Early in May I received an email from a reader who is quite frustrated with her recent purchases of patterns with costly cutting errors in them. She wrote to ask me to tackle this issue of pattern quality here on the blog. While I’m not a gun for hire for whatever bone someone wishes to pick with the quilting industry (!) I, of course, have a few thoughts on this, so here they are:
1. I can’t speak to what my friends and colleagues care about in their patterns writing endeavors, but I can tell you I have a mission statement for how I create mine. I don’t do this for fame and fortune (LOL!) I do it because I want people to have more fun making more stuff – I really consider pattern writing a SERVICE to both my industry and to our customers. MANY of my colleagues care just as much.
2. My reader asked “what the hell were the pattern testers doing?” My guess is they were trying their best. I have a core team* that reads and test-sews for me. Each of them have a specific area of skill that helps me – reading, drawings, flow, etc. Sadly though, ten people can look at a pattern and something still slips through. Whenever I’ve put a call out for new testers I never hear back from more than half the people who take the pattern draft. I will optimistically hope they had a “life happened” moment, and not presume they are just trying to get a free pattern out of me. And honestly, if they were, the joke’s on them as my first drafts can be pretty shaggy.
3A. My reader thought that testers were paid, which is seldom the case. I WISH I could pay my testers with cash; I send them patterns and occasionally other stuff, but it’s hardly equal to their work (I’m not given enough fabric to forward as compensation). Our industry is lucky to have a mostly kind fan base, and I’m beyond lucky that I have my team. They help because they want us/me to succeed. They think their effort is a worthy contribution for the betterment of the industry. That said, they are humans and therefore they goof up. As do I. I have a page where all errors are listed, and am sweatily relieved that most of my errors have been small, and not in the realm of the expensively large cut my reader was rightly upset about.
3B. Why can’t I pay them? Honestly, the profit margin at my end of a $12 pattern (that sells through a distributor to a shop) is in the neighborhood of $3.50. And sadly, it’s not enough for paying testers AND eating. Yes, I get all the profits from a PDF sold directly from my site, but it also takes about 100 hours to fully produce a pattern. And before you imagine my earnings are “bonus” in my family (like old-fashioned pin money) let me clarify for you that I have no husband, partner, other job, or trust fund. It’s just me.
3C. Why isn’t my income higher? The profits at the designer end just aren’t that high, so we rely on volume (and we have stores going out of business everywhere). While many of my customers respect what I do and happily pay for my design skills (and I adore you all for that), I’m sad to report that we still have a LOT of people who think that patterns should be free. These thieves copy our patterns far and wide to all their pals. A POX ON THEIR SEWING MACHINES.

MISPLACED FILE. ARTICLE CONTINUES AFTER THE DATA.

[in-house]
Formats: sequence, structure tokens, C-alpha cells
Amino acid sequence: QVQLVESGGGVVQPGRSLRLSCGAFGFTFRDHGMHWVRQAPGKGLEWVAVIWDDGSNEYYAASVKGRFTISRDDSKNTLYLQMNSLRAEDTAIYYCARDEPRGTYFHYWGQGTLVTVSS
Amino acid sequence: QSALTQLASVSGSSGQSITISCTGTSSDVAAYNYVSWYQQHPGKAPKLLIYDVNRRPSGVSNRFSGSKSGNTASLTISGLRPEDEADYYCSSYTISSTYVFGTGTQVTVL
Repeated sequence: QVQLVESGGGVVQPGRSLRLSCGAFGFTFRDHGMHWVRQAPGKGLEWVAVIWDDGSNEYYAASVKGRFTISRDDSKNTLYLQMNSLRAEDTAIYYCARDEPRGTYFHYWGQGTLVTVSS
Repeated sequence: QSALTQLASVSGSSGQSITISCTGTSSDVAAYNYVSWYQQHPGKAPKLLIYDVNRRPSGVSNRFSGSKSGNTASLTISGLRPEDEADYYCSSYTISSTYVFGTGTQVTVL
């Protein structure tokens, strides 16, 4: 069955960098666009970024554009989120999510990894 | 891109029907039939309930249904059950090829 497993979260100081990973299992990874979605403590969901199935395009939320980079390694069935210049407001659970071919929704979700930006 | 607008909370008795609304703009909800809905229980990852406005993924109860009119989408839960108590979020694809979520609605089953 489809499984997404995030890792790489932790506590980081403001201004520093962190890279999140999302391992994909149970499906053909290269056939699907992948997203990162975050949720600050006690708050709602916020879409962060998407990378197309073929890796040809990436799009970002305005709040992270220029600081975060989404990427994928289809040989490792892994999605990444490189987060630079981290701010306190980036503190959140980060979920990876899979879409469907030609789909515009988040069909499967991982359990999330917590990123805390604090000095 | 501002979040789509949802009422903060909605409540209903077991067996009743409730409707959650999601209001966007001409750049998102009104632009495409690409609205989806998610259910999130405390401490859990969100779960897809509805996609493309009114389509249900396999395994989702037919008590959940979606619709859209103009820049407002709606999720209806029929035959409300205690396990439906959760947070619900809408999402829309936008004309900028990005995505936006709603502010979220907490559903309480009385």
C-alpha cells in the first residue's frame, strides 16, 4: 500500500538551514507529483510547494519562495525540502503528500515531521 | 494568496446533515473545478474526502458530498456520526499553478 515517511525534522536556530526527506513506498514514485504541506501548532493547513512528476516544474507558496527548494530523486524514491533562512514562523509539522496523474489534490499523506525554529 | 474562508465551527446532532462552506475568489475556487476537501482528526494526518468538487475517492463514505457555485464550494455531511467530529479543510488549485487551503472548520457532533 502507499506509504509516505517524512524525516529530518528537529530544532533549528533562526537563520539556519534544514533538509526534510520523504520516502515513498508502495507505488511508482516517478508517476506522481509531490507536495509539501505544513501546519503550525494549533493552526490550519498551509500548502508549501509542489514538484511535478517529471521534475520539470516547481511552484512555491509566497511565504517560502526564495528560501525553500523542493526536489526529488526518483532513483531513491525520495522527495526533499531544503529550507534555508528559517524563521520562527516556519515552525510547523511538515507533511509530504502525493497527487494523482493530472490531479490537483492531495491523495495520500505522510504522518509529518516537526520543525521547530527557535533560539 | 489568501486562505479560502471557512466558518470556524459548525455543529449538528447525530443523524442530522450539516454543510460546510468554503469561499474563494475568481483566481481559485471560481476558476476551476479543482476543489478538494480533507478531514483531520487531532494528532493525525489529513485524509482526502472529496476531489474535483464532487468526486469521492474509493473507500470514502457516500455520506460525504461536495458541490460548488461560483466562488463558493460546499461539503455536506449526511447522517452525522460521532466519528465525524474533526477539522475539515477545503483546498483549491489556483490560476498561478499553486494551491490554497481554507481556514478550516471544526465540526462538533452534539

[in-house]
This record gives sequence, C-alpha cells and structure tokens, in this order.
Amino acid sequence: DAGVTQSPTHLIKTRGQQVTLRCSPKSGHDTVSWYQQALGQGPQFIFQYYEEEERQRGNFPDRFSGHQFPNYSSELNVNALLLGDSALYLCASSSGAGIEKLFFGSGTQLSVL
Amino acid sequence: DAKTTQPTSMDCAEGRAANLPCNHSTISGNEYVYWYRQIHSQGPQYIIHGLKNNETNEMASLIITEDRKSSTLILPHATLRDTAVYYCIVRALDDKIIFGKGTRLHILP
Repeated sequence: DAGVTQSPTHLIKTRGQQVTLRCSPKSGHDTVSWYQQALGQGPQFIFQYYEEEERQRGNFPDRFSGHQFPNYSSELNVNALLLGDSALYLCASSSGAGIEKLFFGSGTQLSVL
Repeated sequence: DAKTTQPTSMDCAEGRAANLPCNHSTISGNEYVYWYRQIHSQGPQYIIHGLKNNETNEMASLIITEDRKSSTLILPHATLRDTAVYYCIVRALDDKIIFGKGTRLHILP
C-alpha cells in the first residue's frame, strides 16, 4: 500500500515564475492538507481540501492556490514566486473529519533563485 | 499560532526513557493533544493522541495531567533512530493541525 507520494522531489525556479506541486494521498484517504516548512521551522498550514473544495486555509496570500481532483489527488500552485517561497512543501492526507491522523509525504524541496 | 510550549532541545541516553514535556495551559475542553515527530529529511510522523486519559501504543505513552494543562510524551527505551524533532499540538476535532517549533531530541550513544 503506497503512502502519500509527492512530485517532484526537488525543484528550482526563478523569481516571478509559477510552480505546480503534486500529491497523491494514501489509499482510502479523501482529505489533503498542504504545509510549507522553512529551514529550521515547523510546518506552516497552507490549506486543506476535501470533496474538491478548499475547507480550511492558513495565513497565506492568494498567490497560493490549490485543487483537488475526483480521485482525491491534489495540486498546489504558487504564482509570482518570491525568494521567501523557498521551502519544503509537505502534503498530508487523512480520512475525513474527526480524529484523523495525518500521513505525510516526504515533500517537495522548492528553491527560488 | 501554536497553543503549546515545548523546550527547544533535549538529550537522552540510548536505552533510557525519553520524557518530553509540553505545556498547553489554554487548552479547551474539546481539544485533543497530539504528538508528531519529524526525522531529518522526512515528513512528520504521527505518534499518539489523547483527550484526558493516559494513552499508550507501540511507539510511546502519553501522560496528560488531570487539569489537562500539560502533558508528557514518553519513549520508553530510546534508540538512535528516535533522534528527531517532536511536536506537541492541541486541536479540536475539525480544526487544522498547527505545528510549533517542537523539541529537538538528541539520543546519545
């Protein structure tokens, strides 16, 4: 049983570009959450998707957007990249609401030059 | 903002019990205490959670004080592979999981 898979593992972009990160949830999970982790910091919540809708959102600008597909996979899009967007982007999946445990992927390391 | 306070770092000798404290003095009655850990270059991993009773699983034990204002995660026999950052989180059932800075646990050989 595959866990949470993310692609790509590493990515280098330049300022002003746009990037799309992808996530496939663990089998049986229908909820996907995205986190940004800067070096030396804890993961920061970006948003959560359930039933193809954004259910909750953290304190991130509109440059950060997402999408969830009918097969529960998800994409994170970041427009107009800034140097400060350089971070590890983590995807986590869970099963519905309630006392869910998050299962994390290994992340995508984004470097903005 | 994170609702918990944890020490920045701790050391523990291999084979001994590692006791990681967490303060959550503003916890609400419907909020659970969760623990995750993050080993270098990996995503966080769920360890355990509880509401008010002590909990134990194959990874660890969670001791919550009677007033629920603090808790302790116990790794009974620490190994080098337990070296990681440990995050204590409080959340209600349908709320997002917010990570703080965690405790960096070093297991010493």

4. My reader was upset that she didn’t get a reply when she wrote to a designer about an error. Again, all I can say is I write back as soon as I can, but within business hours – not at all hours of the night and weekends because really, this is quilting, not emergency medicine. Sometimes, the technology gremlins foil me, but I’m as responsive as I can be, and I care about fixing errors (see 1 above). And PLEASE check your junk/spam folder before presuming you didn’t get a response.
5A. My reader feels tempted to complain to her IG following to get the attention of the designer in question. To which I say, BE CAREFUL THERE. Yes, you get to say you’re not happy, but I think you should fear creating a social media pile-on of hate, because that’s what WILL happen. We have far too much hate in our world already, and the internet proves over and over again that people say the most horrible things from the anonymity of the keyboard. If you wouldn’t say it to their face, don’t type in on the internet. One way to handle this would be to become respected for writing thoughtful pattern reviews, giving equal weight to the things that worked out, not just the ones that don’t. Really, if you had a good time with a pattern, let the designer know (my most favorite emails!) and tell your friends with as much fervor as when you run into an error.
6. How do we ensure pattern quality? I wish I knew. We have a lot of new designers flooding into the industry, and while some of their ideas are brilliant, their skills at writing that brilliance down haven’t caught up yet. Some of them are willing to improve, others don’t seem to care – which mirrors every other industry on the planet. Yes, a global pattern review site would be lovely, but few people would be willing to pay to access it – and it would need to be paid for as it would be a huge undertaking to build and run. At the moment, word of mouth is what we have.
I hope fervently that my industry colleagues care as much as I do to make the best product possible for our customers, and I know many who do. When we all step up, and we can all rise together.
I, for one, think YOU’RE worth the effort.
* My core team are Monica, Ursula, the ‘Flakes, the SLO Creative Crew, and the Lucky 13 Ladies – thank you!